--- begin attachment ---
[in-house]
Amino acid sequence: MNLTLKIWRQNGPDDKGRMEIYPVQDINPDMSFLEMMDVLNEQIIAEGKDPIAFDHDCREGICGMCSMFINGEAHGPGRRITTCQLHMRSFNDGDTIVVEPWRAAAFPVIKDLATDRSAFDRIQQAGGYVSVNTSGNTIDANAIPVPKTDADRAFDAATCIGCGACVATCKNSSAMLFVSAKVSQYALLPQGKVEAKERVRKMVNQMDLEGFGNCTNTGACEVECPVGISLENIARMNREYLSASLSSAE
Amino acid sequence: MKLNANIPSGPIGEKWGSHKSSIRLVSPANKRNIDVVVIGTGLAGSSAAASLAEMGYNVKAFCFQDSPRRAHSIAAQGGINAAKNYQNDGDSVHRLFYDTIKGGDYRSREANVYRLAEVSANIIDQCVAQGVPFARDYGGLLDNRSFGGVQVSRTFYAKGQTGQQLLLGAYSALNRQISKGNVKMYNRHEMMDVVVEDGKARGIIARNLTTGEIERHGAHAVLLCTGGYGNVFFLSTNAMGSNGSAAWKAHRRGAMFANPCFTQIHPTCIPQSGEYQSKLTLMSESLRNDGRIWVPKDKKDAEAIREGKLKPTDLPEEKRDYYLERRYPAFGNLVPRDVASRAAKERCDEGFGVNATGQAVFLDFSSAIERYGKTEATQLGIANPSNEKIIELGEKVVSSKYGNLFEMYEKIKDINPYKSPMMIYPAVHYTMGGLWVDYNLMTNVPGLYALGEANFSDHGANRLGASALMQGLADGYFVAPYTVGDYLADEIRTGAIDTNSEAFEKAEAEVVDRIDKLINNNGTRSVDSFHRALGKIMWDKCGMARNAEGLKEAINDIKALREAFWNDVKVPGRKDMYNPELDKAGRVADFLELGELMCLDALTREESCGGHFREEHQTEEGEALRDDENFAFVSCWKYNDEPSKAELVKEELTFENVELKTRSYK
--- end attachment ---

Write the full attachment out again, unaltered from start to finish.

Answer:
[in-house]
Amino acid sequence: MNLTLKIWRQNGPDDKGRMEIYPVQDINPDMSFLEMMDVLNEQIIAEGKDPIAFDHDCREGICGMCSMFINGEAHGPGRRITTCQLHMRSFNDGDTIVVEPWRAAAFPVIKDLATDRSAFDRIQQAGGYVSVNTSGNTIDANAIPVPKTDADRAFDAATCIGCGACVATCKNSSAMLFVSAKVSQYALLPQGKVEAKERVRKMVNQMDLEGFGNCTNTGACEVECPVGISLENIARMNREYLSASLSSAE
Amino acid sequence: MKLNANIPSGPIGEKWGSHKSSIRLVSPANKRNIDVVVIGTGLAGSSAAASLAEMGYNVKAFCFQDSPRRAHSIAAQGGINAAKNYQNDGDSVHRLFYDTIKGGDYRSREANVYRLAEVSANIIDQCVAQGVPFARDYGGLLDNRSFGGVQVSRTFYAKGQTGQQLLLGAYSALNRQISKGNVKMYNRHEMMDVVVEDGKARGIIARNLTTGEIERHGAHAVLLCTGGYGNVFFLSTNAMGSNGSAAWKAHRRGAMFANPCFTQIHPTCIPQSGEYQSKLTLMSESLRNDGRIWVPKDKKDAEAIREGKLKPTDLPEEKRDYYLERRYPAFGNLVPRDVASRAAKERCDEGFGVNATGQAVFLDFSSAIERYGKTEATQLGIANPSNEKIIELGEKVVSSKYGNLFEMYEKIKDINPYKSPMMIYPAVHYTMGGLWVDYNLMTNVPGLYALGEANFSDHGANRLGASALMQGLADGYFVAPYTVGDYLADEIRTGAIDTNSEAFEKAEAEVVDRIDKLINNNGTRSVDSFHRALGKIMWDKCGMARNAEGLKEAINDIKALREAFWNDVKVPGRKDMYNPELDKAGRVADFLELGELMCLDALTREESCGGHFREEHQTEEGEALRDDENFAFVSCWKYNDEPSKAELVKEELTFENVELKTRSYK